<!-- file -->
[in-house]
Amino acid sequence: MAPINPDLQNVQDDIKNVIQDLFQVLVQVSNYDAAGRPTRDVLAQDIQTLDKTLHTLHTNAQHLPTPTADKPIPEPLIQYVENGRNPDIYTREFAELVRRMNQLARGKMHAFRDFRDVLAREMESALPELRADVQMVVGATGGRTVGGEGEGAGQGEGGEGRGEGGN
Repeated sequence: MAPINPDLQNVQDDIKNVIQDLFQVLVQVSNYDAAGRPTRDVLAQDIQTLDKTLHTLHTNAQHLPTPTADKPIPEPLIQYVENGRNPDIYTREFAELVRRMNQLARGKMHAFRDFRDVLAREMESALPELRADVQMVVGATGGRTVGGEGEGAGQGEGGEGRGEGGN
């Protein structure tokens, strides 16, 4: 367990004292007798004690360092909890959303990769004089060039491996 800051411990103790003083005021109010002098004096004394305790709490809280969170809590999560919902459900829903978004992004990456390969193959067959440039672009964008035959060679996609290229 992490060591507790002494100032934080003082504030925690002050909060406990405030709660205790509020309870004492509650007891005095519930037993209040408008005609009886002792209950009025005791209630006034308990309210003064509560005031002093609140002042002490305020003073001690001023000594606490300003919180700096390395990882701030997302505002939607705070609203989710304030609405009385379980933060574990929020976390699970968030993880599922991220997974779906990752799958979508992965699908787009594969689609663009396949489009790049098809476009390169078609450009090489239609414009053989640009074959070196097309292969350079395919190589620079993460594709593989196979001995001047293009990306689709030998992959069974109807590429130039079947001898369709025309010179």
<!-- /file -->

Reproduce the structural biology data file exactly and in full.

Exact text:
[in-house]
Amino acid sequence: MAPINPDLQNVQDDIKNVIQDLFQVLVQVSNYDAAGRPTRDVLAQDIQTLDKTLHTLHTNAQHLPTPTADKPIPEPLIQYVENGRNPDIYTREFAELVRRMNQLARGKMHAFRDFRDVLAREMESALPELRADVQMVVGATGGRTVGGEGEGAGQGEGGEGRGEGGN
Repeated sequence: MAPINPDLQNVQDDIKNVIQDLFQVLVQVSNYDAAGRPTRDVLAQDIQTLDKTLHTLHTNAQHLPTPTADKPIPEPLIQYVENGRNPDIYTREFAELVRRMNQLARGKMHAFRDFRDVLAREMESALPELRADVQMVVGATGGRTVGGEGEGAGQGEGGEGRGEGGN
């Protein structure tokens, strides 16, 4: 367990004292007798004690360092909890959303990769004089060039491996 800051411990103790003083005021109010002098004096004394305790709490809280969170809590999560919902459900829903978004992004990456390969193959067959440039672009964008035959060679996609290229 992490060591507790002494100032934080003082504030925690002050909060406990405030709660205790509020309870004492509650007891005095519930037993209040408008005609009886002792209950009025005791209630006034308990309210003064509560005031002093609140002042002490305020003073001690001023000594606490300003919180700096390395990882701030997302505002939607705070609203989710304030609405009385379980933060574990929020976390699970968030993880599922991220997974779906990752799958979508992965699908787009594969689609663009396949489009790049098809476009390169078609450009090489239609414009053989640009074959070196097309292969350079395919190589620079993460594709593989196979001995001047293009990306689709030998992959069974109807590429130039079947001898369709025309010179």